Historically, birth and death can look like the same thing.
In fact they often are the same thing. If you were a royalist, the French Revolution was death. If you were a democrat it looked like birth. In fact it was the death of the 18th century and, in many ways, the birth of the modern world.
Every big event in history is the start of something new. The fall of the Berlin Wall wasn't the “end of history.” It was the start of a new chapter. In many ways, a better chapter. A chapter that took 20 years to open because Americans were so wrapped up in their Cold War mentality that their first reaction was to start another war, ironically against religious extremism little different from what our own system was harboring.
Europe has done much the same thing. They created economic integration piecemeal, half-assed. Their struggle now is to finish the job.
The Euro had a scam at its center. The scam was that the profligate could go on being that way, and that in exchange they'd become captive markets for the frugal. Both sides were in on the scam.
That scam is over. The profligate can't go on being profligate any more. But the frugal can't just walk away. The frugal need to step in and take responsibility.
And that's the birth pain. A new, even more economically integrated Europe, is being born from the ashes of the old phony order. And you can argue that it was all deliberate on the part of European elites, who have wanted a more united Europe for two generations now, one in which nations become states and central control is exercised through finance.
Now, I don't think that's a great model. I think it's an interim step toward modernity, just as China's system is, in fact, an interim step toward modernity. Mandarins make mistakes. Bureaucracies aren't flexible enough to respond to change. Setting a huge, modern complex state out into the world is going to require more flexibility than bureaucrats or Mandarins can deliver. At the end of the day, it's going to take popular buy-in, a system of government in which people can dump their leaders regularly, and in which the power of every leader is circumscribed, limited, not absolute.
That doesn't mean America wins. Our Constitution was created in order to further the interests of slavery, and was only slightly amended when slavery collapsed. No other democracy works this way, for just that reason. The American political system is not as flexible as it could be, but that's another story for another time.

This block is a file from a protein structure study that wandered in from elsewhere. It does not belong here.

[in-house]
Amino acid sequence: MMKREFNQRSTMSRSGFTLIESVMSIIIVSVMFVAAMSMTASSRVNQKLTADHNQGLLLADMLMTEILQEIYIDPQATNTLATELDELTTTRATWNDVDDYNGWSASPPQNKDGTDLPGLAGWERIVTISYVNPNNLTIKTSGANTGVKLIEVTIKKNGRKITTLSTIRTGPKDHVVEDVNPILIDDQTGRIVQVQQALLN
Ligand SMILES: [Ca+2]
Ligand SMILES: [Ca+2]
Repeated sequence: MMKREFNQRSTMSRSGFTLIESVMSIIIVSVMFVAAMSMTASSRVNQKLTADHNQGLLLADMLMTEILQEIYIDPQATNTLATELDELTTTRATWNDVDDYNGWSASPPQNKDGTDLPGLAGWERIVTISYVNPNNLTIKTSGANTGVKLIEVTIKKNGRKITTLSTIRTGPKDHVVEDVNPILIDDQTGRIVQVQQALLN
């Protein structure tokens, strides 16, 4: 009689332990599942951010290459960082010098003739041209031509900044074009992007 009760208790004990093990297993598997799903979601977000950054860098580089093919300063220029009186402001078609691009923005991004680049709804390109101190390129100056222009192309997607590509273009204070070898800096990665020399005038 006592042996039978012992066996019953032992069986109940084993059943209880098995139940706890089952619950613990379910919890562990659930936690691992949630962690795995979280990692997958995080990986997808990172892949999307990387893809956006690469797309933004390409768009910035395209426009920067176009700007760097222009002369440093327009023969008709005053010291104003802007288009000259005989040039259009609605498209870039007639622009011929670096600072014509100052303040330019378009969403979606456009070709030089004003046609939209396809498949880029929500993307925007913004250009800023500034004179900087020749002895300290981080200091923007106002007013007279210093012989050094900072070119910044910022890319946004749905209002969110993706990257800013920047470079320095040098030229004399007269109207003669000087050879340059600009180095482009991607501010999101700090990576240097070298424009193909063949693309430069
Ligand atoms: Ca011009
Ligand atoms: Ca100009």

For now the question is Europe. And the goal is to create financial institutions that will integrate the Euro zone's economies so that increased, continent-wide democracy becomes the logical next step. Markets are the most flexible form of democracy, albeit crude, tending toward monopoly, requiring periodic adjustments from the people they are meant to serve.
All this gets real complicated real fast. Which is why what is happening in Greece and Italy right now looks so messy. But all the countries in Europe are spinning together now, in one vortex. Pulling that apart is more unthinkable than any possible solution financiers and politicians might create.
And the ultra-nationalists now raving about are part of the push for a solution, too. They're minorities, seeking to grab for themselves (and their countries) what can't be grabbed back, namely full sovereignty. The economic ties bind too strongly for the ultras to win, but their pressure is yet-another push toward finding a solution.
That solution will be for the frugal to take responsibility for the profligate, for Germans and others of like mind to essentially take over these profligate economies, and put them through the kinds of restructuring that will let them grow again.
It's what I predict will happen. But it's going to look very messy. Because birth and death look so much alike.